In 2016, the Jujersa Women and Child Welfare Organization set out on an ambitious effort to bring diabetes prevention and care to one of India’s most isolated areas.
With WDF support, they launched Reaching the Unreached through Diabetes Prevention and Care Programme, WDF15-1241. The project targeted traditional fishermen and indigenous honey hunters living in the river-locked, remote Sundarbans area of West Bengal, where there are presently no diabetes prevention and care services.
Community health workers were trained as diabetes educators and counsellors and rolled out awareness and screening camps in public settings. Then, a mobile diabetes clinic on a boat followed up in targeted areas.
The staff on the small vessel - one doctor and two community health workers - offered diabetes counselling and care. Those needing more advanced care were referred to local hospitals. Data was registered so that patients’ progress can be followed during follow-up visits.
“The response to this project was extremely positive,” says Archana Mandal from the Jujersa Women and Child Welfare Organization. The comment of Nitin Sardar, an indigenous fisherman, was typical, she says:
“He said ‘Amra natun jiban pelam’, which means 'We have got a new life'.”
The project conducted 450 screening camps, reached 55,690 people with awareness messages, screened 22,291 people for diabetes and diagnosed 6,018 people with the disease.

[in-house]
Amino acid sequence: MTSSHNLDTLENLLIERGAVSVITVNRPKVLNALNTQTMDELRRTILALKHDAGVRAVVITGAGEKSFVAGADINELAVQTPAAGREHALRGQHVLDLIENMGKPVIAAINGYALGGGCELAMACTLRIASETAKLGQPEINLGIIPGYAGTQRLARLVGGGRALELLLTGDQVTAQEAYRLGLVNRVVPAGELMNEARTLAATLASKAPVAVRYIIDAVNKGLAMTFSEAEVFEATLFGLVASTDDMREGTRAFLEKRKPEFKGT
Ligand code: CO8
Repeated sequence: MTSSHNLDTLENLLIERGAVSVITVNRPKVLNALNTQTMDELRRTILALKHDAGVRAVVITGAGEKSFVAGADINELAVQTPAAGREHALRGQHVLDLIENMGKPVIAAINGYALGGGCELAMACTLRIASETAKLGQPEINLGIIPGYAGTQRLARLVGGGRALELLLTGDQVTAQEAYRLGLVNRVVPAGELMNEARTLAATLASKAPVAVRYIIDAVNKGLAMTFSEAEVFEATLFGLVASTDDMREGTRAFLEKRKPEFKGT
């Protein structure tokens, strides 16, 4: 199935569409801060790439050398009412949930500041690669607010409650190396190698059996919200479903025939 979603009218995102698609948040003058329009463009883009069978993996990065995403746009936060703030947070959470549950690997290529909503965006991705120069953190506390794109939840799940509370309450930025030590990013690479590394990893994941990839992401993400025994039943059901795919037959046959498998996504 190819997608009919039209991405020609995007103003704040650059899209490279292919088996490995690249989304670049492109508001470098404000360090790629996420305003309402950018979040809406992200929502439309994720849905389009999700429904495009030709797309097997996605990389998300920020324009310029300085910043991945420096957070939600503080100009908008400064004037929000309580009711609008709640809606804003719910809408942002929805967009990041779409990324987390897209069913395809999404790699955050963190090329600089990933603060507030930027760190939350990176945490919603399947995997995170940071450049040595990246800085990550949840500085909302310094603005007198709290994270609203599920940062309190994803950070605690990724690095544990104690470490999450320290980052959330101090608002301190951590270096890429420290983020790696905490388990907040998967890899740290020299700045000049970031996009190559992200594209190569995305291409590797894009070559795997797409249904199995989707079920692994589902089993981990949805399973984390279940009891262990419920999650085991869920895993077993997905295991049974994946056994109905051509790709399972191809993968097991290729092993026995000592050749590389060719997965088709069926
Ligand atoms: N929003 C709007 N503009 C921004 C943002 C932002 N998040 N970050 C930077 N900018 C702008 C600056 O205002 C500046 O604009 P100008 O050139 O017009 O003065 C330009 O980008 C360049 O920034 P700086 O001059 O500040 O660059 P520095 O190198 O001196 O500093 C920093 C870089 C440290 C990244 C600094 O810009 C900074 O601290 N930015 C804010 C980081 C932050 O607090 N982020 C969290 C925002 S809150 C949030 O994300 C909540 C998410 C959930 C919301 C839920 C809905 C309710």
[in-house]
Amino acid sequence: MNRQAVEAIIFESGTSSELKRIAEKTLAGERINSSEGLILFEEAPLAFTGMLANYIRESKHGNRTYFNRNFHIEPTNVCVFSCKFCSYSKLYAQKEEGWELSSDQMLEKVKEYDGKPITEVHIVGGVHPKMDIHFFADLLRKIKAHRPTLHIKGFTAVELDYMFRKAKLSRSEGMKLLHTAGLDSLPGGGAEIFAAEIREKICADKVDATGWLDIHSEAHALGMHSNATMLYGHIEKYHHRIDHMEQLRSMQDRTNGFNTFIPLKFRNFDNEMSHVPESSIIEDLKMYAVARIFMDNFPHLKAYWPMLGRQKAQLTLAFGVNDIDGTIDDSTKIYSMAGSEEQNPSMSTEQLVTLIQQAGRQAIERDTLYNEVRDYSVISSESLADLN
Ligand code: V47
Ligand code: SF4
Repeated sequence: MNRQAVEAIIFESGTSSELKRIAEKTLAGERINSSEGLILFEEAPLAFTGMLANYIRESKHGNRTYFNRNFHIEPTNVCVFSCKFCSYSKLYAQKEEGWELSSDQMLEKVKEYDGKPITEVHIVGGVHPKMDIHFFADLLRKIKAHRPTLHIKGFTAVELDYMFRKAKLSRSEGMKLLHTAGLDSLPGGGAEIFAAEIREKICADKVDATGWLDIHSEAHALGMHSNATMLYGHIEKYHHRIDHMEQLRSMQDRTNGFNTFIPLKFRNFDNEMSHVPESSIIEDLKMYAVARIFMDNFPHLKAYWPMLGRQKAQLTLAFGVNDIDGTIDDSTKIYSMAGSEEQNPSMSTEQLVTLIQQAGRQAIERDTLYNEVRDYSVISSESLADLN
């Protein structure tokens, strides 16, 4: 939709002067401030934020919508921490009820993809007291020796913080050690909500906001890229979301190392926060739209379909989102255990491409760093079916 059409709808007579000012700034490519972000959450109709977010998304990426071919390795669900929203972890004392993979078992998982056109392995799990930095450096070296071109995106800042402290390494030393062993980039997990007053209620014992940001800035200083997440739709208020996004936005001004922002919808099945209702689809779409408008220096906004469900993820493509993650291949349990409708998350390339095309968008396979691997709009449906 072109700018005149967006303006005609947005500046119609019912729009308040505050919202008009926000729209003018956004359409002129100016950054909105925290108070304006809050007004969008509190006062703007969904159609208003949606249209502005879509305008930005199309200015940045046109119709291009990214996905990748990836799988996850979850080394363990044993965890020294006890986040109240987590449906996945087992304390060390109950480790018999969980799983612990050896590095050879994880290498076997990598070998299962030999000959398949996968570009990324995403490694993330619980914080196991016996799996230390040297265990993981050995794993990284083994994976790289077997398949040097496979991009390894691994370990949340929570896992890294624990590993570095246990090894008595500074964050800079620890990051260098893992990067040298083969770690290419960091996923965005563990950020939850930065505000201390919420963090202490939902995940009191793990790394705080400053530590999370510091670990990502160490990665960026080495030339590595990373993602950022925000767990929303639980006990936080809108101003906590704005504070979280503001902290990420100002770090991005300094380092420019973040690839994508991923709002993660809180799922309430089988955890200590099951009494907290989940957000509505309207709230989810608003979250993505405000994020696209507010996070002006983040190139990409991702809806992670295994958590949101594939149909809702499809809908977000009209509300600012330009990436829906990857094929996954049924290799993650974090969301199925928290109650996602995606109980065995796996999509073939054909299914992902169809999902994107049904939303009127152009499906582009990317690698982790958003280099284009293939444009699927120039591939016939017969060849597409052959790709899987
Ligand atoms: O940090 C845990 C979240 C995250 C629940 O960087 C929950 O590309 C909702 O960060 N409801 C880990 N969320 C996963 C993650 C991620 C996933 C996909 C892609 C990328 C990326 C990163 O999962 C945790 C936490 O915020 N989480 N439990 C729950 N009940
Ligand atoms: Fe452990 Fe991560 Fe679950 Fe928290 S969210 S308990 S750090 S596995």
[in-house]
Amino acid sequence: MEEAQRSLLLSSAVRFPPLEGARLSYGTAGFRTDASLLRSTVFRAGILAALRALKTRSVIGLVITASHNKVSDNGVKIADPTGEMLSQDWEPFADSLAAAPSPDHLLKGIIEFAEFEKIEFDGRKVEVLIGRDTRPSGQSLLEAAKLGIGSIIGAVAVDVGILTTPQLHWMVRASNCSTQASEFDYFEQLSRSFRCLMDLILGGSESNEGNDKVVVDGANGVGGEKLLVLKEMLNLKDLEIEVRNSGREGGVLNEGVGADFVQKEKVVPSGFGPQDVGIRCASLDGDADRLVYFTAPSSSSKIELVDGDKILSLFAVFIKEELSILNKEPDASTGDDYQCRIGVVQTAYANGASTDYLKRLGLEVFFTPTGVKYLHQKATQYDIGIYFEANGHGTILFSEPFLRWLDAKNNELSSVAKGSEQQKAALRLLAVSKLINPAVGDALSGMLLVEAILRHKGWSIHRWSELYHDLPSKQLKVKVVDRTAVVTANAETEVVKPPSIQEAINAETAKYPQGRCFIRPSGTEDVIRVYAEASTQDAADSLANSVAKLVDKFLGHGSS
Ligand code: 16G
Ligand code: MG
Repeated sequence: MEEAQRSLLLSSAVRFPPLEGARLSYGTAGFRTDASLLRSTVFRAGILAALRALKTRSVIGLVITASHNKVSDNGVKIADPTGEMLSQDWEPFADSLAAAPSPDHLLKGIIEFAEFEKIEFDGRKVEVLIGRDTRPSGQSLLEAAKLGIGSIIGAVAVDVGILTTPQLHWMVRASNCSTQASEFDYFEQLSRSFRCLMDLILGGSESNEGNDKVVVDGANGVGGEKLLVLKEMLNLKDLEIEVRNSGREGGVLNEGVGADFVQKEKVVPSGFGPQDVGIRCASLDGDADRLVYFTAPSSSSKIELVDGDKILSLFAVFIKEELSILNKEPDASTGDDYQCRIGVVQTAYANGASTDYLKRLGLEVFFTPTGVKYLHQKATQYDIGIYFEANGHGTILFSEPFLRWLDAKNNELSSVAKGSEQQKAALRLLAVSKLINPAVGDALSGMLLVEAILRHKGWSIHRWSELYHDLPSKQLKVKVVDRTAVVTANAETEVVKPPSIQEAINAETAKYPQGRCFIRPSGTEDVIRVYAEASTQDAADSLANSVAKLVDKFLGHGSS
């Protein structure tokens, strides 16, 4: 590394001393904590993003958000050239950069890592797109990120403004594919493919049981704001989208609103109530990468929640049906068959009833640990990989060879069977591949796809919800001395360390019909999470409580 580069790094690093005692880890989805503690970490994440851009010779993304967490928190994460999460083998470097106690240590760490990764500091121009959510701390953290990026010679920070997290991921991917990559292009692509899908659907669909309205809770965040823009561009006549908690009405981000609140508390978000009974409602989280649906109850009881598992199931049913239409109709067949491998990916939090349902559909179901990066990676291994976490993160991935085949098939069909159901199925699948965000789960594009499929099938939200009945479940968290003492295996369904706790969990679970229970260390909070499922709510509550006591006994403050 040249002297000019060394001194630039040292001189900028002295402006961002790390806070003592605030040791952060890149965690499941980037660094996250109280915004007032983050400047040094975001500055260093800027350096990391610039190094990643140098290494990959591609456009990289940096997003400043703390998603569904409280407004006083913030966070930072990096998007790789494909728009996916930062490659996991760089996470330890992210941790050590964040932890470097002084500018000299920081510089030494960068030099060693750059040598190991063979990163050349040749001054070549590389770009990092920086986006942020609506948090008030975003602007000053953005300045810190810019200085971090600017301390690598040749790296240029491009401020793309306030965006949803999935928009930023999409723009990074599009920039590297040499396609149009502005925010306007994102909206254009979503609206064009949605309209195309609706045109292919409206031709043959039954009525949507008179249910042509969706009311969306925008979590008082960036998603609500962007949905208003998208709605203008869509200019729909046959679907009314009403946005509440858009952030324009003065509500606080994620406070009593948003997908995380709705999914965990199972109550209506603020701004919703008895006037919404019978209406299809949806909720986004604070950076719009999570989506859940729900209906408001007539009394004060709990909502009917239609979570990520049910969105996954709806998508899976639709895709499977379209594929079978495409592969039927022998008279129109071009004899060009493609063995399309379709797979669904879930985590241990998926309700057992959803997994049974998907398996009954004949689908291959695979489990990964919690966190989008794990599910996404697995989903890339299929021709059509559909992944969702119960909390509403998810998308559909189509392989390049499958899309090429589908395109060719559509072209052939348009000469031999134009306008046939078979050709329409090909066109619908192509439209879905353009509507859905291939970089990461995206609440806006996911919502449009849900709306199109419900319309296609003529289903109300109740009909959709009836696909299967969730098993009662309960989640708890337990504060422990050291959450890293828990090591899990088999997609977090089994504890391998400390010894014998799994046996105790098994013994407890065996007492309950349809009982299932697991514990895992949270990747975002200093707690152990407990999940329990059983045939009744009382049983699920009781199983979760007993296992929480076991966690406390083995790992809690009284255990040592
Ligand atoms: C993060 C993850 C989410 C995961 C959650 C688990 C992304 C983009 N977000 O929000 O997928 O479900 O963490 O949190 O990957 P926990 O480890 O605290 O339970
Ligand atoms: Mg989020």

“The outreach and scope of the project is quite remarkable,” notes WDF Programme Manager Mette Skar. “It takes a novel approach to meeting unmet need that I hope will inspire others.”
Ms Mandal has the following input for others interested in improving diabetes prevention and care for hard-to-reach populations:
• Why did your project focus on fishermen and honey hunters?
We have focused on them for the following reasons:
- They are the most vulnerable section of the society, having no access to care and treatment of diabetes
- They have little awareness about diabetes
- They bear high risk for developing diabetes because of their unhealthy eating habits, which imitate an urban life-style
• Why did you start with awareness camps and follow up with boat clinic visits?
We arranged it this way for the following reasons:
- To create awareness among the fishermen and honey hunters about diabetes and life-style modification
- To detect people at high risk for developing diabetes through BMI measurement, age factor and family history of diabetes, if any
- To screen people at high risk for diabetes
- Then, we referred people detected with diabetes to the boat clinic for care and follow up
The boat clinic was necessary to reach the unreached people and give care and treatment services to people referred from the awareness camps.
• What were the biggest challenges this project faced, and how did you address them?
The biggest challenge was to reach the unreached people in the river-locked and inaccessible Sundarbans. This challenge was faced by starting the Mobile Diabetes Clinic in the boat, which moved from one island to another island.
• What are you most proud of?
We are proud of providing diabetes awareness, screening, care and treatment to the poorest section of the society.
• What is your advice to others seeking to bring diabetes care to hard-to-reach populations?
We advise them to start diabetes care units at the community level where the hard-to-reach populations live, responding to their needs.
• What’s next?
We hope to reach more unreached fishermen and traditional honey hunters by starting a mobile diabetic clinic in other islands which have not been covered by this project.